As his body lay on the ground near where he would later be buried, an undertaker witnessed two killers fleeing the scene. They left behind not just a corpse but a fear that the battle against corruption in Brazil may be entering a dangerous new phase as rival law enforcement agencies fight one another.
Tapajós was investigating the head of an illegal gambling cartel, Carlinos Cachoeira – also known as Charlie Waterfall – and his sprawling web of influence.
The corruption scandal has toppled a senator, disrupted renovation of stadiums for the World Cup and prompted the resignations of judges and prosecutors who said they were threatened and obstructed by police.
No one has been arrested in connection with the killing and detectives stress that the motive remains unclear, but the public prosecutor, Daniel de Resende Salgado, said military police – who operate on a regional rather than national level – had obstructed Tapajós and other federal agents as they attempted to look into the gambling activities run by Cachoeira during the investigation known as Operation Monte Carlo.
"During fieldwork, Tapajós was once intercepted by a military police officer, who may have been protecting the gamblers," Salgado said. "We are aware of potential infiltration by criminal groups in government sectors. It is an even greater concern when they infiltrate public security organisations. If people who are supposed to fight crime associate with it, how can others react? Society and government are very vulnerable when that happens."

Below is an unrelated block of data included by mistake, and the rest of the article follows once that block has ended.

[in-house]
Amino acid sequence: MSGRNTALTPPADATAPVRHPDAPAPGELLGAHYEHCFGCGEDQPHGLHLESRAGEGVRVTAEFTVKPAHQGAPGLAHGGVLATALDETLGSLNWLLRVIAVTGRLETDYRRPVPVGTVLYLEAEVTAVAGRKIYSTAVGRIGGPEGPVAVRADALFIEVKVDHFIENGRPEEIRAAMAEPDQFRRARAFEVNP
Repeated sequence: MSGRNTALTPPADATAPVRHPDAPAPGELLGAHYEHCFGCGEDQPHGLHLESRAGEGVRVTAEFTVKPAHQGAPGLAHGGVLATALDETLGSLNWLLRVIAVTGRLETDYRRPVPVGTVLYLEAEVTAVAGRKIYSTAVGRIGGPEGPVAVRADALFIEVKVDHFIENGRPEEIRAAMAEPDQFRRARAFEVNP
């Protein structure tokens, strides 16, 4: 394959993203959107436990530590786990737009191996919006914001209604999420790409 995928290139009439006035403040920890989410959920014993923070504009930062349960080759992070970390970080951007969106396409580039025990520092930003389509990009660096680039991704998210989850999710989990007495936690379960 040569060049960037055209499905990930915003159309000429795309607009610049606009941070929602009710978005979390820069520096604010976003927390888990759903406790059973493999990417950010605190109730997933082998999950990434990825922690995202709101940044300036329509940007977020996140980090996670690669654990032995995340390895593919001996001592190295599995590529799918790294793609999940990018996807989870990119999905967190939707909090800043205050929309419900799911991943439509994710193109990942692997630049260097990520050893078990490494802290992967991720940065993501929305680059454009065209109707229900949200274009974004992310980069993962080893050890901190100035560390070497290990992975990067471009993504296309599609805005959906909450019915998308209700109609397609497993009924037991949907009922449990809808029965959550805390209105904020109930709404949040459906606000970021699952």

This followed the resignation from the case by a judge, Paulo Augusto Moreva Lina, who said his family had been threatened by police in Goiás — the regional base of Cachoeira's operation. A public prosecutor, Léa Batista de Souza, also quit after receiving a message saying: "Bitch, we will get you."
"I can't affirm Cachoeira ordered these threats, but I am sure these emails were because of the discomfort that Monte Carlo operation caused," de Souza told the Guardian. "The operation shows that organised crime has infiltrated the state, especially public security."
The effort to intimidate investigators – and the apparent involvement of military police – has prompted calls for Brazil's justice ministry to declare an emergency. But it also shows that the inquiry has started to hurt some powerful vested interests.
A vast wire-tapping operation has revealed Cachoeira's close ties to several influential politicians and businessmen. Demóstenes Torres – who had a reputation as one of Brazil's cleanest politicians until this case – was only the second senator to be impeached since the dictatorship ended in 1985 after claims he took $1.7m (£1.1m) from Cachoeira.
Similarly shady ties also hit one of the country's biggest construction firms, Delta – which was expelled from a project to renovate the Maracanã stadium for the 2014 World Cup. With Cachoeira now on trial, more cases are expected.